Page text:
The fin-shaped optical waveguide: for integrated photonics, this makes perfect sense

Jan. 7, 2016
Fin waveguide is physically connected to the substrate -- a step forward for large-scale co-integration with electronics.

The ability of an integrated-photonics optical waveguide to confine light is ordinarily created by building the waveguide atop a continuous layer of low-refractive-index material, allowing the waveguide to channel light via total internal reflection. For example, in silicon photonics, a continuous layer of silicon dioxide (SiO2) is ordinarily placed underneath the network of silicon waveguides to allow them to function.

However, in silicon photonics, the fact that the low-index layer is continuous creates problems for the integration of photonics with electronics. In other types of integrated photonics, such as those based on III-V semiconductors, silicon carbide (SiC), or diamond, the required buried layer of low-index material weakens the structure and complicates fabrication.

Strength and simplicity

To solve this problem, Richard Grote and Lee Bassett, researchers at the Quantum Engineering Laboratory, Department of Electrical and Systems Engineering, University of Pennsylvania (Philadelphia, PA), have come up with a waveguide geometry that simultaneously allows confinement of light and a physical connection with the substrate of the same material (see figure).1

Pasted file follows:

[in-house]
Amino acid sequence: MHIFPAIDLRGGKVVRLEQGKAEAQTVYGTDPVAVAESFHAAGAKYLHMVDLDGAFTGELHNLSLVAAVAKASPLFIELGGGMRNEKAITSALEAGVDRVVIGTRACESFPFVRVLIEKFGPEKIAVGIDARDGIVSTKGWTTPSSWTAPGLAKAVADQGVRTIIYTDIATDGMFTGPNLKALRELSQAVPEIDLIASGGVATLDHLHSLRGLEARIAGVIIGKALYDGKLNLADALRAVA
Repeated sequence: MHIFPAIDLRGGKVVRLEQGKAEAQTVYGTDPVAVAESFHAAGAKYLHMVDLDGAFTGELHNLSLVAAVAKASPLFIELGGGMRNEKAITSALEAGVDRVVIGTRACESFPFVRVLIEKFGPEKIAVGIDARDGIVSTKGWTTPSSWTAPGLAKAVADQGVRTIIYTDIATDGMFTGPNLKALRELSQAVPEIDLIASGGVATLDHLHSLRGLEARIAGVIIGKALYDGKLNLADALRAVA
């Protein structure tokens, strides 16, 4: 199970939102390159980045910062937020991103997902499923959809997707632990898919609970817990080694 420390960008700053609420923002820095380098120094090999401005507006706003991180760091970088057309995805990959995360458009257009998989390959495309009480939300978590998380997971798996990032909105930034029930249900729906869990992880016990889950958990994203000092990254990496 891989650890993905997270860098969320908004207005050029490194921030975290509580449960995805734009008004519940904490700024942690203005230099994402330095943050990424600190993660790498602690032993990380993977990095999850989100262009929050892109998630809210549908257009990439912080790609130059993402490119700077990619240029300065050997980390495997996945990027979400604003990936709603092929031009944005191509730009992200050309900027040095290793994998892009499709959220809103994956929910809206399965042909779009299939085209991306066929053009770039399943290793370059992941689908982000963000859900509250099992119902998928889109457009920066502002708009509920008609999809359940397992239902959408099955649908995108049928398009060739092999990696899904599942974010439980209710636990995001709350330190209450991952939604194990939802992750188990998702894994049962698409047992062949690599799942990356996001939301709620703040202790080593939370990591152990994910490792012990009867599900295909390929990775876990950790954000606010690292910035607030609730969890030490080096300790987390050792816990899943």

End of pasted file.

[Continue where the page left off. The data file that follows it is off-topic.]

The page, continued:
The fin is spanned by a low-index material in its lower portion and a higher-index material at its top, creating an effective index high-enough to carry light at the top, but not in the lower portions. And the all-important physical connection to the substrate is maintained.

For silicon photonics, the structure is compatible with CMOS-compatible co-integration of the silicon photonic components with VLSI (very large scale integration) electronics such as those used in computer chips. For other types of integrated photonics, the arrangement provides strength and simplicity.

1. Richard R. Grote and Lee C. Bassett, arXiv:1601.01239v1 [physics.optics] 6 January, 2016.

About the Author

John Wallace | Senior Technical Editor (1998-2022)

John Wallace was with Laser Focus World for nearly 25 years, retiring in late June 2022. He obtained a bachelor's degree in mechanical engineering and physics at Rutgers University and a master's in optical engineering at the University of Rochester. Before becoming an editor, John worked as an engineer at RCA, Exxon, Eastman Kodak, and GCA Corporation.

Sponsored Recommendations

Next generation tunable infrared lasers

Nov. 28, 2023
Discussion of more powerful and stable quantum cascade tunable infrared lasers, applications, and test results.

What AI demands mean for data centers

Nov. 28, 2023
The 2023 Photonics-Enabled Cloud Computing Summit assembled by Optica took an aggressive approach to calling out the limitations of today’s current technologies.

SLP feature for lighting control available on cameras offering

Nov. 28, 2023
A proprietary structured light projector (SLP) feature is now available on the company’s camera series, including the ace 2, boost R, ace U, and ace L.

Chroma Customer Spotlight - Dr. David Warshaw, About his Lab

Nov. 27, 2023
David Warshaw, Professor and Chair of Molecular Physiology and Biophysics at the University of Vermont (UVM), walks us through his lab. Learn about his lab’s work with the protein...

Voice your opinion!

To join the conversation, and become an exclusive member of Laser Focus World, create an account today!